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Jul 18, 2008

How to Prep for and Survive a PR Crisis: 7 Steps From a Pro

SUMMARY: A PR crisis can strike your company at any time - from an E. Coli outbreak to a medical malpractice lawsuit to a chemical spill. Having an emergency communications plan to cope with a calamity can limit the damage and safeguard your company's reputation. We talked to a crisis management pro who offered 7 steps you should take to prevent a possible disaster.
Contact Information

Jonathan Bernstein
Bernstein Crisis Management, Inc.
180 S. Mountain Trail
Sierra Madre, CA 91024


Bernstein has worked more than 25 years in crisis management. He publishes and edits the Crisis Manager newsletter. He started his career in the Army doing counter-intelligence work in Europe during the 1970s. The stint taught him the roots of crisis communications.

Bernstein worked as an investigative journalist for five years after leaving the Army. He got into PR in 1982 as a corporate communications manager for Playboy Enterprises and moved to an agency a year later. In 1989, he was named a senior vice president and head of Ruder Finn’s Crisis Communications Group, which he founded. He started his own firm in 1994.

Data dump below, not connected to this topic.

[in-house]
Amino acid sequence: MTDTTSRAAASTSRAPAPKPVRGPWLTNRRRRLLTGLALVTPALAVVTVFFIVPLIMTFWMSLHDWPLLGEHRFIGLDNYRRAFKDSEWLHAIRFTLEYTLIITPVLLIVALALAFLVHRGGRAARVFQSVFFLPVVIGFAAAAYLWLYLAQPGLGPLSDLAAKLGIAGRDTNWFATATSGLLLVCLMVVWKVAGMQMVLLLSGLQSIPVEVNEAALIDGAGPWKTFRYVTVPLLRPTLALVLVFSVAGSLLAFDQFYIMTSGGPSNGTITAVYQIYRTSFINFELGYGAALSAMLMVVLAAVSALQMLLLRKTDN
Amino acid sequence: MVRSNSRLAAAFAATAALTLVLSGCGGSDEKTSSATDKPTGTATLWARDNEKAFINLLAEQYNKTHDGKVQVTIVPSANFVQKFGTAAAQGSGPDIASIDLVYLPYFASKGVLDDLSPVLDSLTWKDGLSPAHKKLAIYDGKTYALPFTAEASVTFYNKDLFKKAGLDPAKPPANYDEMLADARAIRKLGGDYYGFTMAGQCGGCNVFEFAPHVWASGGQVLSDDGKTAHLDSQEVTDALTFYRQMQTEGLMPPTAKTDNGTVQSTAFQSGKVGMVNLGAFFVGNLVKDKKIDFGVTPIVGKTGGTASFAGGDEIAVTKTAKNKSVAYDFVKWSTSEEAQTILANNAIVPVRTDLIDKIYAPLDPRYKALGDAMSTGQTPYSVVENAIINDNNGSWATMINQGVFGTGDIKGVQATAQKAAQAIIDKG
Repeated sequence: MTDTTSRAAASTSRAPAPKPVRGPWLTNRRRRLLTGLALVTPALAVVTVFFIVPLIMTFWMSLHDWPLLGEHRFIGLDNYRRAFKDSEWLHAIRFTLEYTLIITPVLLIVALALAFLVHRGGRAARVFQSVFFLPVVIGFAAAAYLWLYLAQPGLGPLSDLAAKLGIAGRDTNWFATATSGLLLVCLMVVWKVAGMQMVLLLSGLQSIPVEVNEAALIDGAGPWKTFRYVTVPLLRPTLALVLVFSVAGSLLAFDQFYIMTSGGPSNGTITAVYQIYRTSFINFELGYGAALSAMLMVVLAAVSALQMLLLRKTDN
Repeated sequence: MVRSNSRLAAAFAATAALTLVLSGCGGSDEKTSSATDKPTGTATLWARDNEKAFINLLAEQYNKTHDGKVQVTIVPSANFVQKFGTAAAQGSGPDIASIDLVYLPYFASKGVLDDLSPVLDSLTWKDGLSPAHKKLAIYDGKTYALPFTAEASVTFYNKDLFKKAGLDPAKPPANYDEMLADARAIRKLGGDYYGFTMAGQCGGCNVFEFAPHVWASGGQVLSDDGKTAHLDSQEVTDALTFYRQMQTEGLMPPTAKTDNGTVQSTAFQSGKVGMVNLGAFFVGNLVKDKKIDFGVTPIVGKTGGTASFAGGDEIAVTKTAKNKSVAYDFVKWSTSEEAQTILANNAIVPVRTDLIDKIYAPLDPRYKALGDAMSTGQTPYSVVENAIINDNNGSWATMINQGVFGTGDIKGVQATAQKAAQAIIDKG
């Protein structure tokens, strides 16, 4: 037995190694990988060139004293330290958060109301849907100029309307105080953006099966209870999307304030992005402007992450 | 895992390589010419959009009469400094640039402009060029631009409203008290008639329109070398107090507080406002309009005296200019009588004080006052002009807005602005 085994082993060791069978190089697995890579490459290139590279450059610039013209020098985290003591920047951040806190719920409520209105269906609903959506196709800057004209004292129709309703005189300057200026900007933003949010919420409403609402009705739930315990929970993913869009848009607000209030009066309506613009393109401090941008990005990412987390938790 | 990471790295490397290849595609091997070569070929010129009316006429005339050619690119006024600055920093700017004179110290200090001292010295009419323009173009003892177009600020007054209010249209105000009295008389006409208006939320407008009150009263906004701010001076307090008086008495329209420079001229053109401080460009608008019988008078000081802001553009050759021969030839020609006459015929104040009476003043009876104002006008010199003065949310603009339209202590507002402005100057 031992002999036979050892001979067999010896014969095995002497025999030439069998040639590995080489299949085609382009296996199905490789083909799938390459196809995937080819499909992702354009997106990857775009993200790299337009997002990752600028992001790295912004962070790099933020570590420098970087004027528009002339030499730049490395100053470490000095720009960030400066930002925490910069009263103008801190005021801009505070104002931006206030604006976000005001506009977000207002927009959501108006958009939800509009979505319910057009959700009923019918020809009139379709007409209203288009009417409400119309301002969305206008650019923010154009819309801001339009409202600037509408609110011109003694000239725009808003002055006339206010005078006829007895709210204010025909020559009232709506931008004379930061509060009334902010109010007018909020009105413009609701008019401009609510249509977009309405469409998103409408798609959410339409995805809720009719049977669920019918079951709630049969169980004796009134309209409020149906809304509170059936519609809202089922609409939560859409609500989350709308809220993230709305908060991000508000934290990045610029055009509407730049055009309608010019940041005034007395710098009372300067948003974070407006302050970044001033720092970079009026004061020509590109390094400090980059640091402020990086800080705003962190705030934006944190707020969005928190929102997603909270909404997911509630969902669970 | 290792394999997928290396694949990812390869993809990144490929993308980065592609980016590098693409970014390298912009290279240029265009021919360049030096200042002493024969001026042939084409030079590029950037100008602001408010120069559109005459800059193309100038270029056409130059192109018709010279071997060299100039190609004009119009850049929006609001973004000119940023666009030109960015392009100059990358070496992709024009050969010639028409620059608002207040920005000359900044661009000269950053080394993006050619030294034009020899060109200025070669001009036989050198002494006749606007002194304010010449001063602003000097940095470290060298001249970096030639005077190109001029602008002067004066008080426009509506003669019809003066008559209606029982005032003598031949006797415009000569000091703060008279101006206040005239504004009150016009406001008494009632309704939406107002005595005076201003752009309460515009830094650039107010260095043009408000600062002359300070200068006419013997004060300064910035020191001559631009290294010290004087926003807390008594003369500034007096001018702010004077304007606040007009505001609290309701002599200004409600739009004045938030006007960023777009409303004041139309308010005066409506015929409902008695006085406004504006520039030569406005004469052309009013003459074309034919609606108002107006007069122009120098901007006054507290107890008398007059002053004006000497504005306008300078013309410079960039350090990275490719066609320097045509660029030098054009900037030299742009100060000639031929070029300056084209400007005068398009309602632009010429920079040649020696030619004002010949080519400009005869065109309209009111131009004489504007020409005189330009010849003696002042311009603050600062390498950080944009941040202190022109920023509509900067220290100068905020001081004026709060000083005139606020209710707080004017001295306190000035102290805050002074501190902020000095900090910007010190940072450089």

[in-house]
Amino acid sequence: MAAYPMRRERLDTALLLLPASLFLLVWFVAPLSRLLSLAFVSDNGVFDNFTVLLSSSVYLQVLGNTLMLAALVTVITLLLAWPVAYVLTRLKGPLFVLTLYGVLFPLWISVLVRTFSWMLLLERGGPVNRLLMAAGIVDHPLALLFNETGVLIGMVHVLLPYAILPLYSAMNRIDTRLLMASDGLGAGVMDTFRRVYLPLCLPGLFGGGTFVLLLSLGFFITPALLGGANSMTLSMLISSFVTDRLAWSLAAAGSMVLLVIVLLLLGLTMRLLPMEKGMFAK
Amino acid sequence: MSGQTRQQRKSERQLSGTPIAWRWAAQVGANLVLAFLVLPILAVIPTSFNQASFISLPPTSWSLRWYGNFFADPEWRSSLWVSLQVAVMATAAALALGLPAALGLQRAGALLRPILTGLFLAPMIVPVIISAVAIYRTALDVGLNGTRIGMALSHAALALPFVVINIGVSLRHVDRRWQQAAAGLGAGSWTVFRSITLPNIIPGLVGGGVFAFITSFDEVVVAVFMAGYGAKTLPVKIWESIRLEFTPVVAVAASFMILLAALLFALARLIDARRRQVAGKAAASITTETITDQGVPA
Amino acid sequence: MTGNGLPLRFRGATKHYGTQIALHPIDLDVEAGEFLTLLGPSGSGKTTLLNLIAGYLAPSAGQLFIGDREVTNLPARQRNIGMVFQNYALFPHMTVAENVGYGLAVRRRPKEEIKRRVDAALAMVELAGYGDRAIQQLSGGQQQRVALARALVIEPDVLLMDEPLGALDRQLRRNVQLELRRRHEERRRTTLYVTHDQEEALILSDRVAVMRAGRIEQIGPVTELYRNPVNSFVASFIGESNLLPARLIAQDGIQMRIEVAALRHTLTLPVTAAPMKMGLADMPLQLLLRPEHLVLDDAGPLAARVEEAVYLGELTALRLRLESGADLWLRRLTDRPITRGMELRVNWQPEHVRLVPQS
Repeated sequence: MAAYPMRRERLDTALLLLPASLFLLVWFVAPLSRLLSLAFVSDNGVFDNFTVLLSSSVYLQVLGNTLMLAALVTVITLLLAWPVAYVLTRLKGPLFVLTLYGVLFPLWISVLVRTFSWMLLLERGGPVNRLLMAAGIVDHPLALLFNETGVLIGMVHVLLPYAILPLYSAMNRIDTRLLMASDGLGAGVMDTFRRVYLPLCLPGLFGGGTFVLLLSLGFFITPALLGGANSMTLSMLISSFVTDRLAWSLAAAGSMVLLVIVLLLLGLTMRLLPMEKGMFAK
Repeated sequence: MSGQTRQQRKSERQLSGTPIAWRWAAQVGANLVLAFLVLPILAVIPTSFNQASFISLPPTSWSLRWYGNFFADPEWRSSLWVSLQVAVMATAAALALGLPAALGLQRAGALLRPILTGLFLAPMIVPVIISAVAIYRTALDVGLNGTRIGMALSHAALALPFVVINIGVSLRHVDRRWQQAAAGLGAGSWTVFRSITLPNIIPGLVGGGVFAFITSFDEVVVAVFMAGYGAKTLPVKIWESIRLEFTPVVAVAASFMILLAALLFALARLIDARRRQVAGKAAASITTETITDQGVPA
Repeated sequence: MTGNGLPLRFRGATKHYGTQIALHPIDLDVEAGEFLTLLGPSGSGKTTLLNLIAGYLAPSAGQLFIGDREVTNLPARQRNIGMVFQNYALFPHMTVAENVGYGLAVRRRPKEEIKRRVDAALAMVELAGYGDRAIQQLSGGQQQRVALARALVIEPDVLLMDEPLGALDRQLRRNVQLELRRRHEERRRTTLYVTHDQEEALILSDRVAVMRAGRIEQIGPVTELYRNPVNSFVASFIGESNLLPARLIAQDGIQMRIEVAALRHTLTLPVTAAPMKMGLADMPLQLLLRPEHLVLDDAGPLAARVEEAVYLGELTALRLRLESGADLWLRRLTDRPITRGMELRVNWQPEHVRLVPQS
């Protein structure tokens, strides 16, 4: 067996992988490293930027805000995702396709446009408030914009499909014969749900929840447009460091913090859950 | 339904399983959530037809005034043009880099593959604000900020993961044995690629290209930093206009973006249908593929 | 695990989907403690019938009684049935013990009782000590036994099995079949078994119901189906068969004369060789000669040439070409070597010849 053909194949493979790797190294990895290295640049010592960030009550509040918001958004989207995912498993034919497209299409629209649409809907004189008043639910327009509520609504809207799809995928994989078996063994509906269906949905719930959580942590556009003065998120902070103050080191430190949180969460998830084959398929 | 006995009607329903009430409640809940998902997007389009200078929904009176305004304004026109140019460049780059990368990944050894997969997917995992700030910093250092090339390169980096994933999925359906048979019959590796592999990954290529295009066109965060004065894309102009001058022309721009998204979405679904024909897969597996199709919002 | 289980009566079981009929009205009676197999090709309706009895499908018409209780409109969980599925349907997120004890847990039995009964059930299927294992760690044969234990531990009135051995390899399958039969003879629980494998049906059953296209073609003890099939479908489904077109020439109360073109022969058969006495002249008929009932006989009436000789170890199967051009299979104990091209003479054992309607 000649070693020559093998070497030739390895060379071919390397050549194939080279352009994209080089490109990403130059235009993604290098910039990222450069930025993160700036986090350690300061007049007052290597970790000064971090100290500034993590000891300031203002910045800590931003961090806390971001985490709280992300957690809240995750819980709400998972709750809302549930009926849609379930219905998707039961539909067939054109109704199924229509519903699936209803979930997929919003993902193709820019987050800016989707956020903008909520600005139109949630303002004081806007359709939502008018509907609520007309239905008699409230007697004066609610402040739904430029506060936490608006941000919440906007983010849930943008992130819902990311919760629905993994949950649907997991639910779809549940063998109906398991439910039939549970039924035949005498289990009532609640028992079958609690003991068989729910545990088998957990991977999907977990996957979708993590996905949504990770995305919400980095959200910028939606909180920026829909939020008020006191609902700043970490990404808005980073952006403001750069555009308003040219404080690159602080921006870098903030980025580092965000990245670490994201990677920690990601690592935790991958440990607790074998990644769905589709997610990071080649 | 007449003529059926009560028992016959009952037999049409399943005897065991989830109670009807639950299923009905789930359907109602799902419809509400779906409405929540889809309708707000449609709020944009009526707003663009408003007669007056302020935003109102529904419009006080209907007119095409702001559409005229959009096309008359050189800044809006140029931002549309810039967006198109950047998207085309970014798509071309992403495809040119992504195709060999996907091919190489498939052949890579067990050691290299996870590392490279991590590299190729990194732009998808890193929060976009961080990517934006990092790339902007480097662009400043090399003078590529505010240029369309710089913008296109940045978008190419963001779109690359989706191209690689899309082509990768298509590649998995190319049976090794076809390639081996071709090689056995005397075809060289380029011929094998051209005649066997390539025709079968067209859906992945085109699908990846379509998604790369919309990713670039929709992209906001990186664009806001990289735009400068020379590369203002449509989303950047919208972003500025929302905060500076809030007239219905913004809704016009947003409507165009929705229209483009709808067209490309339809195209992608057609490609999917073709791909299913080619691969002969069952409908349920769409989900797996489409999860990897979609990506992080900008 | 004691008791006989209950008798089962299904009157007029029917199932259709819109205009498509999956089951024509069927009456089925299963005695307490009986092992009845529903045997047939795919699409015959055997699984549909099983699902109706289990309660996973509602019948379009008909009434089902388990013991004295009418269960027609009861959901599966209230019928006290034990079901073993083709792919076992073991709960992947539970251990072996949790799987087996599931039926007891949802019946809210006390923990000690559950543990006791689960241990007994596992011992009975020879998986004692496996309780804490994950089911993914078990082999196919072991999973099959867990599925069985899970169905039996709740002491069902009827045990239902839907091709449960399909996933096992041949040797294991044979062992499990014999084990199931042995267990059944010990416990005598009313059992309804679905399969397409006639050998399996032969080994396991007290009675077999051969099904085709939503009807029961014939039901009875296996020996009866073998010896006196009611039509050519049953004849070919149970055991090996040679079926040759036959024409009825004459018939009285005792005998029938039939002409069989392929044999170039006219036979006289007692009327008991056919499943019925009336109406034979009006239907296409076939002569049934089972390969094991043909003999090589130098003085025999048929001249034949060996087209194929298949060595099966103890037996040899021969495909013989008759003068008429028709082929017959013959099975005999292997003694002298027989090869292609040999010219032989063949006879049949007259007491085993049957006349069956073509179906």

How to Prepare for a PR Disaster: 7 Steps

The key to crisis preparation? You need a system. Everybody should know exactly who’s doing what, says Bernstein. All communication with internal and external audiences needs to be uniform, and it needs to happen as quickly as possible. The longer you wait, the more damage occurs.

->Step #1. Identify a crisis communications team

You need a crisis management team – led ideally by the chief corporate officer. Team members should include the PR chief and a legal counselor who serve as top advisers. Heads of all other major organizational divisions – like finance, HR, and operations – should also be on the team.